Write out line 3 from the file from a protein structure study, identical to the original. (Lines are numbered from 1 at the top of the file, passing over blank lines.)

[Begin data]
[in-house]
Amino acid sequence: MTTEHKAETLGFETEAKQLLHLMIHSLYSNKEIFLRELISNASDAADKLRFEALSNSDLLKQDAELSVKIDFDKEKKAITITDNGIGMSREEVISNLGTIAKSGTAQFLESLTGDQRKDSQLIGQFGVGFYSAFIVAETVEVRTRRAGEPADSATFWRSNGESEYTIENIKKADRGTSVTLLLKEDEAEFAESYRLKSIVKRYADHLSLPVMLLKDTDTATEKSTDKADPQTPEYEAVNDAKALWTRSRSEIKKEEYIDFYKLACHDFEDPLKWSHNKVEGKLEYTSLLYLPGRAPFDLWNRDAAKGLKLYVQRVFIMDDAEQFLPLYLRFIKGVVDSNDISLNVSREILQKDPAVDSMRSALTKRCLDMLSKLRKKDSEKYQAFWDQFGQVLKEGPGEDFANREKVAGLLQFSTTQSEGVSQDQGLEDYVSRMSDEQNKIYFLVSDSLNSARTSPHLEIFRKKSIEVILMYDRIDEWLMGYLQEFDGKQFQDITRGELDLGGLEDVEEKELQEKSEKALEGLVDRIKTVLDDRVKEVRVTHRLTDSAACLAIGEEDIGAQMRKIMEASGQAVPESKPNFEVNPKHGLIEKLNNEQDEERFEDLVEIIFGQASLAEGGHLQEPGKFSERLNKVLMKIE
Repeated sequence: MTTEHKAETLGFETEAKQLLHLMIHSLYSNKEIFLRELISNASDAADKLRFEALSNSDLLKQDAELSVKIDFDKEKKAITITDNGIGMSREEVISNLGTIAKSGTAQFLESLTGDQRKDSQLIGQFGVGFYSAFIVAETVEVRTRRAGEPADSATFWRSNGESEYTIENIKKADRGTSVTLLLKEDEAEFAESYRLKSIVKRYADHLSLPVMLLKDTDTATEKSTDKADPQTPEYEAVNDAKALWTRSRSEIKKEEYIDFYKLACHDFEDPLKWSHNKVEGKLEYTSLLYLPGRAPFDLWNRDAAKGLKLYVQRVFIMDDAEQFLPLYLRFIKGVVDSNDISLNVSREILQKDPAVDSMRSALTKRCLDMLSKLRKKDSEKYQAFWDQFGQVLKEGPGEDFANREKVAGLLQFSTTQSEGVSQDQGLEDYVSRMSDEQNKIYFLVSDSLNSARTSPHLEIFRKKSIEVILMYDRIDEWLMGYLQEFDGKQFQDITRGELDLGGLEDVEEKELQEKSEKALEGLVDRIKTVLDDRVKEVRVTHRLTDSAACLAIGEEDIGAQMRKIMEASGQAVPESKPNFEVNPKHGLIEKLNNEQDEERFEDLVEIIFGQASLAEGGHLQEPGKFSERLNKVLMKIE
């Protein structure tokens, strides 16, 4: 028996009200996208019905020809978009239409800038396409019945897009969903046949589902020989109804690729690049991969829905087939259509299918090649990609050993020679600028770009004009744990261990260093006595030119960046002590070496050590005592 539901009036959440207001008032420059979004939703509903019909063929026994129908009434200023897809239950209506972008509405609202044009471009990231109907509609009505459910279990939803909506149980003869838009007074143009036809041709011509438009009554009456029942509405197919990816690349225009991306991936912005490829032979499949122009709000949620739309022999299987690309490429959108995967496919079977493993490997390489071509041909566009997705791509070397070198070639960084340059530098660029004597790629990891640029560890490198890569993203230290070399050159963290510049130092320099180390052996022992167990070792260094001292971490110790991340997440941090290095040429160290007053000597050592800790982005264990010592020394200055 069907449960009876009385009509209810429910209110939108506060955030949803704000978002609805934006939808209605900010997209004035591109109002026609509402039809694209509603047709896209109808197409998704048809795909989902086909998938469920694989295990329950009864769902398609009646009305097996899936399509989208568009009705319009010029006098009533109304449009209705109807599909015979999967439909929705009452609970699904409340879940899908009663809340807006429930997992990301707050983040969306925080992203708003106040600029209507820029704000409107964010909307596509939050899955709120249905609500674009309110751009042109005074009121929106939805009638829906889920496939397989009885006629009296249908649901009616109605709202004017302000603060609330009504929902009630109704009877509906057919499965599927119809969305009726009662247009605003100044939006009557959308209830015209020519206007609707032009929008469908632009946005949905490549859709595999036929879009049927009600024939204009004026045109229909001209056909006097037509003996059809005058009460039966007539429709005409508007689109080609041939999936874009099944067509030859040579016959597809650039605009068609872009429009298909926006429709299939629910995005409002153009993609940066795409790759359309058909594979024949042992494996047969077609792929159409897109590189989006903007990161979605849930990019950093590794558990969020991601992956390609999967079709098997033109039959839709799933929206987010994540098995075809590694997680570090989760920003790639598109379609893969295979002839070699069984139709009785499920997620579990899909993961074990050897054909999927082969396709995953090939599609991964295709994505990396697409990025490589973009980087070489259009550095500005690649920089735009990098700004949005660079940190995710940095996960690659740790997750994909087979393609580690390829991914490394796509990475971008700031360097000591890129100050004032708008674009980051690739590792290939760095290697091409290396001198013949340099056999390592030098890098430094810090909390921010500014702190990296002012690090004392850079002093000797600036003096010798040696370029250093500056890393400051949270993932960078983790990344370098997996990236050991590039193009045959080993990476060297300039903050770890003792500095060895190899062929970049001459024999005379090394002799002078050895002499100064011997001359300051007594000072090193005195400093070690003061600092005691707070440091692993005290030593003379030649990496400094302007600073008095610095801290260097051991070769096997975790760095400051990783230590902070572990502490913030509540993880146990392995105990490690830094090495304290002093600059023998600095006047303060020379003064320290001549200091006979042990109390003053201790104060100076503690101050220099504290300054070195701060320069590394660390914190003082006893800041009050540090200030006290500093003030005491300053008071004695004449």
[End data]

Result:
Repeated sequence: MTTEHKAETLGFETEAKQLLHLMIHSLYSNKEIFLRELISNASDAADKLRFEALSNSDLLKQDAELSVKIDFDKEKKAITITDNGIGMSREEVISNLGTIAKSGTAQFLESLTGDQRKDSQLIGQFGVGFYSAFIVAETVEVRTRRAGEPADSATFWRSNGESEYTIENIKKADRGTSVTLLLKEDEAEFAESYRLKSIVKRYADHLSLPVMLLKDTDTATEKSTDKADPQTPEYEAVNDAKALWTRSRSEIKKEEYIDFYKLACHDFEDPLKWSHNKVEGKLEYTSLLYLPGRAPFDLWNRDAAKGLKLYVQRVFIMDDAEQFLPLYLRFIKGVVDSNDISLNVSREILQKDPAVDSMRSALTKRCLDMLSKLRKKDSEKYQAFWDQFGQVLKEGPGEDFANREKVAGLLQFSTTQSEGVSQDQGLEDYVSRMSDEQNKIYFLVSDSLNSARTSPHLEIFRKKSIEVILMYDRIDEWLMGYLQEFDGKQFQDITRGELDLGGLEDVEEKELQEKSEKALEGLVDRIKTVLDDRVKEVRVTHRLTDSAACLAIGEEDIGAQMRKIMEASGQAVPESKPNFEVNPKHGLIEKLNNEQDEERFEDLVEIIFGQASLAEGGHLQEPGKFSERLNKVLMKIE